There is more to Edinburgh than Hogmanay and festival time in August – it is easily one of Europe’s most beautiful cities. It’s been described as the ‘Athens of the North’ but ‘Auld Reekie’ as it’s affectionately known is a city of loud, crowded pubs, great restaurants, late-night parties and stunning history.
And it has also been the scene of many English disasters at Murrayfield, the home of Scottish rugby. David Sole’s infamously slow walk onto the field in 1990 was the catalyst to a seething Grand Slam victory and 10 years later Andy Nicol’s try tore the wheels off another England clean sweep attempt in the driving Scottish rain.
Edinburgh’s rugby is much like its landscape – craggy, rock hard and steeped in history. It is an earthy place where each summer the world’s biggest arts festival rises from the ashes of last year’s rave reviews to produce another show-stopper. And it is here where the Scottish Parliament sits again after a 300-year absence.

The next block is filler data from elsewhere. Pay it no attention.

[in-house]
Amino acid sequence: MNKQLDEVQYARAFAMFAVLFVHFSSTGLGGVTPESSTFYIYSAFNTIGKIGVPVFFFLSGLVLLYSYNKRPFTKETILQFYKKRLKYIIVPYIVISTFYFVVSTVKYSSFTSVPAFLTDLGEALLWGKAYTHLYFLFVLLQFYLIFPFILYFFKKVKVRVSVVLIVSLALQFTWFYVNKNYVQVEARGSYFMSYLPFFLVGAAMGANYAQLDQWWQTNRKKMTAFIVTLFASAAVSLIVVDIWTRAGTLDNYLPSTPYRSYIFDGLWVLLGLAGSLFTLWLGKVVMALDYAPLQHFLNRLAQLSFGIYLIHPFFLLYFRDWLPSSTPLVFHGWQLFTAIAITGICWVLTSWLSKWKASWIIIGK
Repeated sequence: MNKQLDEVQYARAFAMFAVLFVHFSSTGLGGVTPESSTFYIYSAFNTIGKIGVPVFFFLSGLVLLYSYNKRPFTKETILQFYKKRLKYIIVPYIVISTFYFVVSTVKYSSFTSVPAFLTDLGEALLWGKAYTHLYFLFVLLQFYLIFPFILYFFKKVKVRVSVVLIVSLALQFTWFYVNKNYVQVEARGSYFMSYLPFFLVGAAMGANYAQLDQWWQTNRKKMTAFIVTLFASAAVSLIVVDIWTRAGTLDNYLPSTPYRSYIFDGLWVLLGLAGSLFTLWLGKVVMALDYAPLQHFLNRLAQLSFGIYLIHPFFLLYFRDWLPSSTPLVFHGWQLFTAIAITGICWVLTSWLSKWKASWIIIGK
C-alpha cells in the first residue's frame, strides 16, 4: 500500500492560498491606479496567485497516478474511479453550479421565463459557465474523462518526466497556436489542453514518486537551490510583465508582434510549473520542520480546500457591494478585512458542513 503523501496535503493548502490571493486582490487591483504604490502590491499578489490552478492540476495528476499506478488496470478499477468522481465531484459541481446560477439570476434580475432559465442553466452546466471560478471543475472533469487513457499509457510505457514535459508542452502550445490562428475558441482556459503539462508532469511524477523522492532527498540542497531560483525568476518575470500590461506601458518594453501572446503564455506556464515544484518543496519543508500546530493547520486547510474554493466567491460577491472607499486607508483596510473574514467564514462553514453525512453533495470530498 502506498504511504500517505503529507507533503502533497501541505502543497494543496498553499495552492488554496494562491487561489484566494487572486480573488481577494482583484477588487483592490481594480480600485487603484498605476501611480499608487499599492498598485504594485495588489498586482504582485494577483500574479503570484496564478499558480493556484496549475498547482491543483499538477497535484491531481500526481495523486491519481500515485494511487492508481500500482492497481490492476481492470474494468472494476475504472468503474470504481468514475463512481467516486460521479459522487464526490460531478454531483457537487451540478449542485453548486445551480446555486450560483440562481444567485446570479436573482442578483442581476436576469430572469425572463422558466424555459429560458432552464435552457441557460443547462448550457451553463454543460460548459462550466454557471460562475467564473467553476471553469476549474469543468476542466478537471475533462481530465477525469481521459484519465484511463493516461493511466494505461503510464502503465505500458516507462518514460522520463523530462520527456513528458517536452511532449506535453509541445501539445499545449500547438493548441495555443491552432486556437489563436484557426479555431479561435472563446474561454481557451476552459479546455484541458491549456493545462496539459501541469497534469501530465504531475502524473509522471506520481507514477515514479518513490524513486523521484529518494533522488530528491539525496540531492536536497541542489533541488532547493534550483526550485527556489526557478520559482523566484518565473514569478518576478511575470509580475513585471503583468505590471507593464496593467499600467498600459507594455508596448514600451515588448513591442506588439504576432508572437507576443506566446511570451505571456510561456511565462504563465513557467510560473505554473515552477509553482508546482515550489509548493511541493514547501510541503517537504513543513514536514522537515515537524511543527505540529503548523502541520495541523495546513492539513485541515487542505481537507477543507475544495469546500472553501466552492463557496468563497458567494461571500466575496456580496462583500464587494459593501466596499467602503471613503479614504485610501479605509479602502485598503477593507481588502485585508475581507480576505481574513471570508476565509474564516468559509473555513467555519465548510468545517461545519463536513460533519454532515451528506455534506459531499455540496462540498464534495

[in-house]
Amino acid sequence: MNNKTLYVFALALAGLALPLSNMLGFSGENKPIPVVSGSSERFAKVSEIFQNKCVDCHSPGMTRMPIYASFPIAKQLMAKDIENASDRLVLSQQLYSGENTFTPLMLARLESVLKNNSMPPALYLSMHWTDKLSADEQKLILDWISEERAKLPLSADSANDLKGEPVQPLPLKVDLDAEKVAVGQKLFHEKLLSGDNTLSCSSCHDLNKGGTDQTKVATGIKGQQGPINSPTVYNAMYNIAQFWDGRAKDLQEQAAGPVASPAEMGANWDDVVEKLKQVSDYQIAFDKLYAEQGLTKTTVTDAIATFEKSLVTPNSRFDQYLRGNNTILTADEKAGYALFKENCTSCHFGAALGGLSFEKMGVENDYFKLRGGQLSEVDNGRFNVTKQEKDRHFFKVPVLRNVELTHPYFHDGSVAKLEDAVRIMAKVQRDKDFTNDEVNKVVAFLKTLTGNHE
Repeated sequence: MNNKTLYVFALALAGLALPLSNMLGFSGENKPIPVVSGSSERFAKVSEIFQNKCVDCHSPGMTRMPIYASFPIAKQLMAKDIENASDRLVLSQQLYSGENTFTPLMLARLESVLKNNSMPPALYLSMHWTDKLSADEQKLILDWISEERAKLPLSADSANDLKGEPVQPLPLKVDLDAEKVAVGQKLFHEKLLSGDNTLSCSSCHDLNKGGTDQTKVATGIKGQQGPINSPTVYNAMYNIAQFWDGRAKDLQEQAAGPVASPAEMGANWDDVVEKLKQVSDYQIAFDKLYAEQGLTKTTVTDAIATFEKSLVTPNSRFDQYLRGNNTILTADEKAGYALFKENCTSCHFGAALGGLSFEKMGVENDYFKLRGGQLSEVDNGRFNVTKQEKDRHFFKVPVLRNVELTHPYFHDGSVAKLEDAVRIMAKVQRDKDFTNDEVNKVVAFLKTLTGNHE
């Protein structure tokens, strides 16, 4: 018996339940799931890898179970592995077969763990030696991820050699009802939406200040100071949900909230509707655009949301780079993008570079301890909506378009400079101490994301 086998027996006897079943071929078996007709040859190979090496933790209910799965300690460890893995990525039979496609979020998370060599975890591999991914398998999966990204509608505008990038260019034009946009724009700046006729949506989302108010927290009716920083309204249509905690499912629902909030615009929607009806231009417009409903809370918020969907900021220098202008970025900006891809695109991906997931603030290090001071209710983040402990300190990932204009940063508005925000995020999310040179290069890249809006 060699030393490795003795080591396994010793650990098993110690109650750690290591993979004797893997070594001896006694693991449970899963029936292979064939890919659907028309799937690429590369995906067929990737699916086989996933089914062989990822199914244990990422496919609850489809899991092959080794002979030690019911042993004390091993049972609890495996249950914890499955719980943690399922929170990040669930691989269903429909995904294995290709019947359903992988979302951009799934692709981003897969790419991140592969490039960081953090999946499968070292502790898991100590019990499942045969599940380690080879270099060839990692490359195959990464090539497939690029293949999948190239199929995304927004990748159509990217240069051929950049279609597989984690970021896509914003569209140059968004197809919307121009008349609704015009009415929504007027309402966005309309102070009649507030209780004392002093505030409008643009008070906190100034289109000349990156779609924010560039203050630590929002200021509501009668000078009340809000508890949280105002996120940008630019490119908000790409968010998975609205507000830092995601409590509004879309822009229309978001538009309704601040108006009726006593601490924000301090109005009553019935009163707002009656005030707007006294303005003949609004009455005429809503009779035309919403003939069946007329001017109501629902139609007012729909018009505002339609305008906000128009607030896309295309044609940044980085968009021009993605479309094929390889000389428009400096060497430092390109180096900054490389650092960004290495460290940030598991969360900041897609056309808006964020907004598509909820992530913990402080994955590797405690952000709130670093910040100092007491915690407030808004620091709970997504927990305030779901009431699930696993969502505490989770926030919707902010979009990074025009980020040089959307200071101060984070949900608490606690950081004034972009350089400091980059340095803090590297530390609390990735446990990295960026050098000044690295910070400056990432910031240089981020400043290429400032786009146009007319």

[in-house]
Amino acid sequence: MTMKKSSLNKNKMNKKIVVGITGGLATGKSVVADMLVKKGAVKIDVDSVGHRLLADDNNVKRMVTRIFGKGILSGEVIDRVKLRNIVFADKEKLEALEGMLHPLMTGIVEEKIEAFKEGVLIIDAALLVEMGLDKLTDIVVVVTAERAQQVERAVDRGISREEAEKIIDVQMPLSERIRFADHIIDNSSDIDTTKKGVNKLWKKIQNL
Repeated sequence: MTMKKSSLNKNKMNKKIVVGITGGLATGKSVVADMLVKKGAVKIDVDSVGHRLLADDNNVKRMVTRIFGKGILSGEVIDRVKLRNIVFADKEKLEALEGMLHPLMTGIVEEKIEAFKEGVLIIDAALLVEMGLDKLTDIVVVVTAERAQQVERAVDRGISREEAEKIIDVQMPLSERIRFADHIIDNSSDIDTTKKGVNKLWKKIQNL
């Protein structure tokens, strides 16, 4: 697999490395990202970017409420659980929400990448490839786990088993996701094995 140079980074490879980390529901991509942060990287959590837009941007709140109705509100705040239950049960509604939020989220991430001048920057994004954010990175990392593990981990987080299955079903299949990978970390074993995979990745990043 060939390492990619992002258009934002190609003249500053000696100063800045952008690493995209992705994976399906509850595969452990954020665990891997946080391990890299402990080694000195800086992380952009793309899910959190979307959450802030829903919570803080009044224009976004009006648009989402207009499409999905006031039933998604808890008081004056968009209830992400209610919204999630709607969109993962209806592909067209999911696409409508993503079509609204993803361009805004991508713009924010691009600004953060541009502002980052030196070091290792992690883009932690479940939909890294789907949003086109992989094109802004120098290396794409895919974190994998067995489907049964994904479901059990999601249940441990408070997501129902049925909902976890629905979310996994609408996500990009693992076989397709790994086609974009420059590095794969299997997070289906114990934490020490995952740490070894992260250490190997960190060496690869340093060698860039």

It is a raw and rugged treat for rugby fans, a city of contrasts and extremes – from the castle silhouetted against a blue sky, late night snugs and pubs with a treasure trove of whiskey’s, a cafe in the Old Town for a coffee and the dark mouths of the alleys – each with a different site, smell and experience.
Edinburgh is a gem of a place – not just for rugby lovers but for lovers of life. It has something for every taste and experience and even the most seasoned travellers and rugby fans will find something new on each visit.